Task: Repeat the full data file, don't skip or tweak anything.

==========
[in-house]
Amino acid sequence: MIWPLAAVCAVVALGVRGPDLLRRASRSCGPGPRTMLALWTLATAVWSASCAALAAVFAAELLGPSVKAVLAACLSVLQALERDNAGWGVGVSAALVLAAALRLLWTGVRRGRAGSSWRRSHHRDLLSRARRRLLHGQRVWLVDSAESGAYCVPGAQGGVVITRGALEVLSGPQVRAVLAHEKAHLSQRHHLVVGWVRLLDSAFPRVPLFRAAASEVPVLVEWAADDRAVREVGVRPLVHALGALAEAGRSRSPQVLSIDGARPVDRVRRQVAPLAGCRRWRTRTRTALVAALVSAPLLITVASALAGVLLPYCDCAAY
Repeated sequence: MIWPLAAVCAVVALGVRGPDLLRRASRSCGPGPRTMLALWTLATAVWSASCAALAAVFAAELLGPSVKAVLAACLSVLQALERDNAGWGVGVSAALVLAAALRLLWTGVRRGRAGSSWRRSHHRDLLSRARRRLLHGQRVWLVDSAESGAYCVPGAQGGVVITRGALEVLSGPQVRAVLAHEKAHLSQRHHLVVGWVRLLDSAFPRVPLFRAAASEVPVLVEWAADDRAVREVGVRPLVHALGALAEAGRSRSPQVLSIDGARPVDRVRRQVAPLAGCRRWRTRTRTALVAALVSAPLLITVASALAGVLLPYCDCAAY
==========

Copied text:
[in-house]
Amino acid sequence: MIWPLAAVCAVVALGVRGPDLLRRASRSCGPGPRTMLALWTLATAVWSASCAALAAVFAAELLGPSVKAVLAACLSVLQALERDNAGWGVGVSAALVLAAALRLLWTGVRRGRAGSSWRRSHHRDLLSRARRRLLHGQRVWLVDSAESGAYCVPGAQGGVVITRGALEVLSGPQVRAVLAHEKAHLSQRHHLVVGWVRLLDSAFPRVPLFRAAASEVPVLVEWAADDRAVREVGVRPLVHALGALAEAGRSRSPQVLSIDGARPVDRVRRQVAPLAGCRRWRTRTRTALVAALVSAPLLITVASALAGVLLPYCDCAAY
Repeated sequence: MIWPLAAVCAVVALGVRGPDLLRRASRSCGPGPRTMLALWTLATAVWSASCAALAAVFAAELLGPSVKAVLAACLSVLQALERDNAGWGVGVSAALVLAAALRLLWTGVRRGRAGSSWRRSHHRDLLSRARRRLLHGQRVWLVDSAESGAYCVPGAQGGVVITRGALEVLSGPQVRAVLAHEKAHLSQRHHLVVGWVRLLDSAFPRVPLFRAAASEVPVLVEWAADDRAVREVGVRPLVHALGALAEAGRSRSPQVLSIDGARPVDRVRRQVAPLAGCRRWRTRTRTALVAALVSAPLLITVASALAGVLLPYCDCAAY